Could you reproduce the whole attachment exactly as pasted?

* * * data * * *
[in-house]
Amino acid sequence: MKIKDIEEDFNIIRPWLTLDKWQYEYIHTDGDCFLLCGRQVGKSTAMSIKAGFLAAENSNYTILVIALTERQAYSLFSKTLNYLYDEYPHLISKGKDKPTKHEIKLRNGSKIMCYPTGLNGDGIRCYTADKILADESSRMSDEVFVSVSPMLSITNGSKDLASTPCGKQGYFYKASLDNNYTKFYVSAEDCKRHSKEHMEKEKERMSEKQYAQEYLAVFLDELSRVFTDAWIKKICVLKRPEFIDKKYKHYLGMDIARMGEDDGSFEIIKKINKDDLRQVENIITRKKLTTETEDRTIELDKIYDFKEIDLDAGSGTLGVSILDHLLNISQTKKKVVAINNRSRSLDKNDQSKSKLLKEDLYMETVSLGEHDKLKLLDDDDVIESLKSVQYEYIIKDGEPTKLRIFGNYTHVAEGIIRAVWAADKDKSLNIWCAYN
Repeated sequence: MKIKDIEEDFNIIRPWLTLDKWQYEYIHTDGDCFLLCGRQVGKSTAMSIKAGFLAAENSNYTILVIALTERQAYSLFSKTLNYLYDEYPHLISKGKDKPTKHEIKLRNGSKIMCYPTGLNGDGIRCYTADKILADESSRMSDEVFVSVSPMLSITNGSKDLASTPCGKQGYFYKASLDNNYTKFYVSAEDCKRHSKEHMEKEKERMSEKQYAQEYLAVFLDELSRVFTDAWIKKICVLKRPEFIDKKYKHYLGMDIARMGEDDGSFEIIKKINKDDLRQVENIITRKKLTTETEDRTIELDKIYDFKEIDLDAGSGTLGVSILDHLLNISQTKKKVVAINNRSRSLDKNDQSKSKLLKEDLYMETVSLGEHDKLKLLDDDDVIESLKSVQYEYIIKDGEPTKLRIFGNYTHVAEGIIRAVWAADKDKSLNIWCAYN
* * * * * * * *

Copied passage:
[in-house]
Amino acid sequence: MKIKDIEEDFNIIRPWLTLDKWQYEYIHTDGDCFLLCGRQVGKSTAMSIKAGFLAAENSNYTILVIALTERQAYSLFSKTLNYLYDEYPHLISKGKDKPTKHEIKLRNGSKIMCYPTGLNGDGIRCYTADKILADESSRMSDEVFVSVSPMLSITNGSKDLASTPCGKQGYFYKASLDNNYTKFYVSAEDCKRHSKEHMEKEKERMSEKQYAQEYLAVFLDELSRVFTDAWIKKICVLKRPEFIDKKYKHYLGMDIARMGEDDGSFEIIKKINKDDLRQVENIITRKKLTTETEDRTIELDKIYDFKEIDLDAGSGTLGVSILDHLLNISQTKKKVVAINNRSRSLDKNDQSKSKLLKEDLYMETVSLGEHDKLKLLDDDDVIESLKSVQYEYIIKDGEPTKLRIFGNYTHVAEGIIRAVWAADKDKSLNIWCAYN
Repeated sequence: MKIKDIEEDFNIIRPWLTLDKWQYEYIHTDGDCFLLCGRQVGKSTAMSIKAGFLAAENSNYTILVIALTERQAYSLFSKTLNYLYDEYPHLISKGKDKPTKHEIKLRNGSKIMCYPTGLNGDGIRCYTADKILADESSRMSDEVFVSVSPMLSITNGSKDLASTPCGKQGYFYKASLDNNYTKFYVSAEDCKRHSKEHMEKEKERMSEKQYAQEYLAVFLDELSRVFTDAWIKKICVLKRPEFIDKKYKHYLGMDIARMGEDDGSFEIIKKINKDDLRQVENIITRKKLTTETEDRTIELDKIYDFKEIDLDAGSGTLGVSILDHLLNISQTKKKVVAINNRSRSLDKNDQSKSKLLKEDLYMETVSLGEHDKLKLLDDDDVIESLKSVQYEYIIKDGEPTKLRIFGNYTHVAEGIIRAVWAADKDKSLNIWCAYN